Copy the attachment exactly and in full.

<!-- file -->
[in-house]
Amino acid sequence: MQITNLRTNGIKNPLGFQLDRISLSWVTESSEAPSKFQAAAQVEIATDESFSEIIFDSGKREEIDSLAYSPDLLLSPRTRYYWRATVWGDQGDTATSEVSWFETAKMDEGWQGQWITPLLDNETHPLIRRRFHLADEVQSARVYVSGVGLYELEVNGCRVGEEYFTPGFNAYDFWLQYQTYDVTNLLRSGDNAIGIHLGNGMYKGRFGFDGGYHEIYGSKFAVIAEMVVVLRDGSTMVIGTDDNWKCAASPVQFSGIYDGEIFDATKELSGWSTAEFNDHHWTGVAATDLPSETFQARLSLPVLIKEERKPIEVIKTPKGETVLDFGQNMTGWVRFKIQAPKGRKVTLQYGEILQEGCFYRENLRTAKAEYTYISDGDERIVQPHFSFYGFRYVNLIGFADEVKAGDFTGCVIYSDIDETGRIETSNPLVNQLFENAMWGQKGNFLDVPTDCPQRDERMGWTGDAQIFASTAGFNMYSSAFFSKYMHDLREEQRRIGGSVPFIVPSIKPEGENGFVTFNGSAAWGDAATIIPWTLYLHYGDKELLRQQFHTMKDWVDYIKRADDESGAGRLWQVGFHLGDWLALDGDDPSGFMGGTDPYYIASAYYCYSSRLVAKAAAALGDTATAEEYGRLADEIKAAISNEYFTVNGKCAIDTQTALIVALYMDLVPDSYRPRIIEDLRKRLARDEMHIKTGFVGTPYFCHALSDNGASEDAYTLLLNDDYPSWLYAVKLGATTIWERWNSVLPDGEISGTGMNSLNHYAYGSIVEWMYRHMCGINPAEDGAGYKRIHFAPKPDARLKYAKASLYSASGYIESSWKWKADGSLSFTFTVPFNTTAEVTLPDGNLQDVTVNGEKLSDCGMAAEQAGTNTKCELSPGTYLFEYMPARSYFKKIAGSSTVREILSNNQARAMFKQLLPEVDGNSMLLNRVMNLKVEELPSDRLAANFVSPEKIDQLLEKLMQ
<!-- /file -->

[in-house]
Amino acid sequence: MQITNLRTNGIKNPLGFQLDRISLSWVTESSEAPSKFQAAAQVEIATDESFSEIIFDSGKREEIDSLAYSPDLLLSPRTRYYWRATVWGDQGDTATSEVSWFETAKMDEGWQGQWITPLLDNETHPLIRRRFHLADEVQSARVYVSGVGLYELEVNGCRVGEEYFTPGFNAYDFWLQYQTYDVTNLLRSGDNAIGIHLGNGMYKGRFGFDGGYHEIYGSKFAVIAEMVVVLRDGSTMVIGTDDNWKCAASPVQFSGIYDGEIFDATKELSGWSTAEFNDHHWTGVAATDLPSETFQARLSLPVLIKEERKPIEVIKTPKGETVLDFGQNMTGWVRFKIQAPKGRKVTLQYGEILQEGCFYRENLRTAKAEYTYISDGDERIVQPHFSFYGFRYVNLIGFADEVKAGDFTGCVIYSDIDETGRIETSNPLVNQLFENAMWGQKGNFLDVPTDCPQRDERMGWTGDAQIFASTAGFNMYSSAFFSKYMHDLREEQRRIGGSVPFIVPSIKPEGENGFVTFNGSAAWGDAATIIPWTLYLHYGDKELLRQQFHTMKDWVDYIKRADDESGAGRLWQVGFHLGDWLALDGDDPSGFMGGTDPYYIASAYYCYSSRLVAKAAAALGDTATAEEYGRLADEIKAAISNEYFTVNGKCAIDTQTALIVALYMDLVPDSYRPRIIEDLRKRLARDEMHIKTGFVGTPYFCHALSDNGASEDAYTLLLNDDYPSWLYAVKLGATTIWERWNSVLPDGEISGTGMNSLNHYAYGSIVEWMYRHMCGINPAEDGAGYKRIHFAPKPDARLKYAKASLYSASGYIESSWKWKADGSLSFTFTVPFNTTAEVTLPDGNLQDVTVNGEKLSDCGMAAEQAGTNTKCELSPGTYLFEYMPARSYFKKIAGSSTVREILSNNQARAMFKQLLPEVDGNSMLLNRVMNLKVEELPSDRLAANFVSPEKIDQLLEKLMQ